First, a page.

To quote KLIATT's July 1999 review of the hardcover edition: The simple but deeply affecting story tells how self-pitying 16-year-old Courtney, paralyzed from the waist down in a riding accident, meets 88-year-old, bedridden Elva in a bleak North Dakota nursing home. Elva, a former high school English teacher who loves to recite poetry, confides that she has a plan for getting them out—using their imaginations. She insists, over Courtney's initial objections, that they take a fantasy trip to Italy together, building on the details provided in a 1910 edition of Baedeker's Italy that she asks Courtney to read aloud. We learn about Courtney and Elva's backgrounds, as well as about life in the nursing home, in between their fantasy travels. Elva, in her flowery, poetic style, and accompanied in her imagination by her beloved dead husband, brings the locales to life. Gradually Courtney also learns to travel to Italy in her mind to escape her surroundings and her physical limitations, and she comes to appreciate the great gift that Elva has taught her. Realistically rendered and very moving, this is a paean to the power of the imagination. It would easily lend itself to performance as a play, and English teachers will want to consider adding it to their curricula. An ALA Kids' Pick of the Lists and Best Book for YAs. KLIATT Codes: JSA*—Exceptional book, recommended for junior and senior high school students, advanced students, and adults. 1999, Random House/Dell Laurel-Leaf, 108p, 18cm, $5.50. Ages 13 to adult. Reviewer: Paula Rohrlick; May 2001 (Vol. 35 No. 3)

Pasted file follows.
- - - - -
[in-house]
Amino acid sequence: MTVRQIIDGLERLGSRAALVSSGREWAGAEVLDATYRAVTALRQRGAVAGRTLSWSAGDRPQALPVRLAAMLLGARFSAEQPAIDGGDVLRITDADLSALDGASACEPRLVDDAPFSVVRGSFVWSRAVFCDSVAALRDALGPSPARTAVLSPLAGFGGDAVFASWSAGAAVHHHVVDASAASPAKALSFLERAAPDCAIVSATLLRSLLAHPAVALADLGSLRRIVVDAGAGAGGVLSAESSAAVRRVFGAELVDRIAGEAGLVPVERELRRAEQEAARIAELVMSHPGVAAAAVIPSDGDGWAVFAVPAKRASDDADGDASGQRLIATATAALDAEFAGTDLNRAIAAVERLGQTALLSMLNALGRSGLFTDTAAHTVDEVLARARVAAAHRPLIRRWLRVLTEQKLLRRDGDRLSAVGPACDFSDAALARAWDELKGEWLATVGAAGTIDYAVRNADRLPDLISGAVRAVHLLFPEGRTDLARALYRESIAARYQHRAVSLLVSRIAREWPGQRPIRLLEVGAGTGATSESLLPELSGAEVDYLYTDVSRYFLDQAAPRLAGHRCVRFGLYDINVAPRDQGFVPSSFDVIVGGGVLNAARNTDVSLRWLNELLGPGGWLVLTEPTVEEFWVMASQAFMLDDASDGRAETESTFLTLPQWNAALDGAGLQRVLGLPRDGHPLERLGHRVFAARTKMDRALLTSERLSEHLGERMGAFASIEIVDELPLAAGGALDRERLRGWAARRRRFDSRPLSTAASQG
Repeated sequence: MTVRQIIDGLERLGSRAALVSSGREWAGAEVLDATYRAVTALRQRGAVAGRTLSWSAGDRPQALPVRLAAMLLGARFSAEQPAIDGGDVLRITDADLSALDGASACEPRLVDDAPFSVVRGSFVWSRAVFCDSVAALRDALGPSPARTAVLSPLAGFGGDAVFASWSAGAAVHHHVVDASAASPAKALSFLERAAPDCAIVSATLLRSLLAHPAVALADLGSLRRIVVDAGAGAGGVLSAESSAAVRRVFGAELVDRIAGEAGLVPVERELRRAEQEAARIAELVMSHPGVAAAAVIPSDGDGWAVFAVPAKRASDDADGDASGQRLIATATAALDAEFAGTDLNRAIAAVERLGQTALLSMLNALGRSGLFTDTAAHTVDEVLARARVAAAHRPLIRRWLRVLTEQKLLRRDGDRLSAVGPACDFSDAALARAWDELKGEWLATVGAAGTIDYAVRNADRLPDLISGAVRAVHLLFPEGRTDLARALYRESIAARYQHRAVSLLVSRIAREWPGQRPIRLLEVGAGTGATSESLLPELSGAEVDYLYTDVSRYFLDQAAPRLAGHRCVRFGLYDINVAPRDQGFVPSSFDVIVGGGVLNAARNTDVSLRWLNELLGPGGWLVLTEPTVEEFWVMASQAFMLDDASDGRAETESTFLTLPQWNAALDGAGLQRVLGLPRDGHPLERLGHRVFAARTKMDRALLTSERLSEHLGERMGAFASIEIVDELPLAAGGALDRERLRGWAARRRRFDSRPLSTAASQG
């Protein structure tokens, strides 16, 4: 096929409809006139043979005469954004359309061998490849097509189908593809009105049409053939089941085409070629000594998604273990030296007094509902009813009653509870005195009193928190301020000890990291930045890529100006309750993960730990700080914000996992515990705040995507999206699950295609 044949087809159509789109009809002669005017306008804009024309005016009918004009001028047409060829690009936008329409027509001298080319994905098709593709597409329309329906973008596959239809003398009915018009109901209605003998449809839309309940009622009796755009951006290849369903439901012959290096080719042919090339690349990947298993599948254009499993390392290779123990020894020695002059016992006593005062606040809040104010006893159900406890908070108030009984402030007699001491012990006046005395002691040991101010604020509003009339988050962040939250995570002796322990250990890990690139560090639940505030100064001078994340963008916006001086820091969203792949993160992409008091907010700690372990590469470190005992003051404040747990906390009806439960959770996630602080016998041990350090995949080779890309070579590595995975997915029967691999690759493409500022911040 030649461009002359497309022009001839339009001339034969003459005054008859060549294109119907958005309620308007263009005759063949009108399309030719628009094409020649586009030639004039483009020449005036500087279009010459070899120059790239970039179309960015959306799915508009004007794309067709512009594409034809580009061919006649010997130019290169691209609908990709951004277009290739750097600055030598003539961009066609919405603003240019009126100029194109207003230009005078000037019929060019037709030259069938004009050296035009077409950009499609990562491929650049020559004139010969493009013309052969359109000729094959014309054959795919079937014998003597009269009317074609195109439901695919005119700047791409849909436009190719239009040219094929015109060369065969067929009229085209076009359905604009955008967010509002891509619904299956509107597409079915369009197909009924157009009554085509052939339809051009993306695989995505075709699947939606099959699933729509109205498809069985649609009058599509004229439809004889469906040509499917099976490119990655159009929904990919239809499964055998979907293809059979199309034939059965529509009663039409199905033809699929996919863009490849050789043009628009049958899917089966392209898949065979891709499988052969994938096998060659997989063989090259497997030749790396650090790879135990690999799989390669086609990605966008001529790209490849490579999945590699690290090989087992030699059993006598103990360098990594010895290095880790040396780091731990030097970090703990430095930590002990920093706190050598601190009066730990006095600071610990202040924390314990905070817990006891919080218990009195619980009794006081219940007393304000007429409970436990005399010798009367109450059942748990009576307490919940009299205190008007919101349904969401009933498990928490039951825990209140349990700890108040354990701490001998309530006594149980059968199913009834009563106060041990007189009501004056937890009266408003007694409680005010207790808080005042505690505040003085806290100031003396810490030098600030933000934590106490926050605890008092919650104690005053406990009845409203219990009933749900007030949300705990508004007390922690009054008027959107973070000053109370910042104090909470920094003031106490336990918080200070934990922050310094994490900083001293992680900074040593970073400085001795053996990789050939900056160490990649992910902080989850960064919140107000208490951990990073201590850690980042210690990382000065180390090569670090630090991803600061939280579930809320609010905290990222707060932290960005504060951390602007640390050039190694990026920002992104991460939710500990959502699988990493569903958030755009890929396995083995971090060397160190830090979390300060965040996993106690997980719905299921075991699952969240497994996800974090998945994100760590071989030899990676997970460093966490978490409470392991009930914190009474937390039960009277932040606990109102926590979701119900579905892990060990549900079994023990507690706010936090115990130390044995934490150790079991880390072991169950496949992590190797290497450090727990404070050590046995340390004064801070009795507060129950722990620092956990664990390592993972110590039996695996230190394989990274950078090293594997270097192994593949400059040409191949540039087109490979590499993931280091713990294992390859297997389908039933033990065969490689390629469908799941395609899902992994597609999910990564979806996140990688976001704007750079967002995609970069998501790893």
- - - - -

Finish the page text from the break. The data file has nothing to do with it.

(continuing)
School Library Journal
Gr 8 Up-Written almost entirely in dialogue, this novel is set in a contemporary North Dakota nursing home. Sixteen-year-old Courtney, paralyzed from an accident, is placed in a room with two elderly patients: May, who is suffering from Alzheimer's disease, and Elva, who is also bedridden but whose mind is very much active and alive. Elva, a former high school English teacher, immediately tries to befriend Courtney but, still in a state of shock and full of self-pity, the teen wants nothing to do with her new roommate. Gradually, she warms up to Elva, who convinces her that reading will help her unlock her imagination and enable her to escape from the confines of her immobility. Reluctant at first, Courtney becomes drawn into Elva's old travel book. As Courtney reads about Italy, Elva narrates the adventure she imagines having there with her deceased husband. Eventually, Courtney is also drawn in and finds herself traveling through Italy. Her transformation is complete when Elva passes away and she assumes her friend's role, convincing her new roommate to join her in this adventure of the mind. Complicated as this story about the power of words may sound, it is written with astonishing simplicity, and Fleischman proves once again his mastery of dialogue. The relationship between Courtney and Elva is real and poignant. Like Bull Run (1993) and Joyful Noise (1988, both HarperCollins), Mind's Eye is perfectly suited for a reader's theater adaptation, or for a full-scale dramatic production. It is one of those truly distinguished books that offers many rich layers for readers to reflect upon.-Edward Sullivan, New York Public Library Copyright 1999 Cahners Business Information.
Kirkus Reviews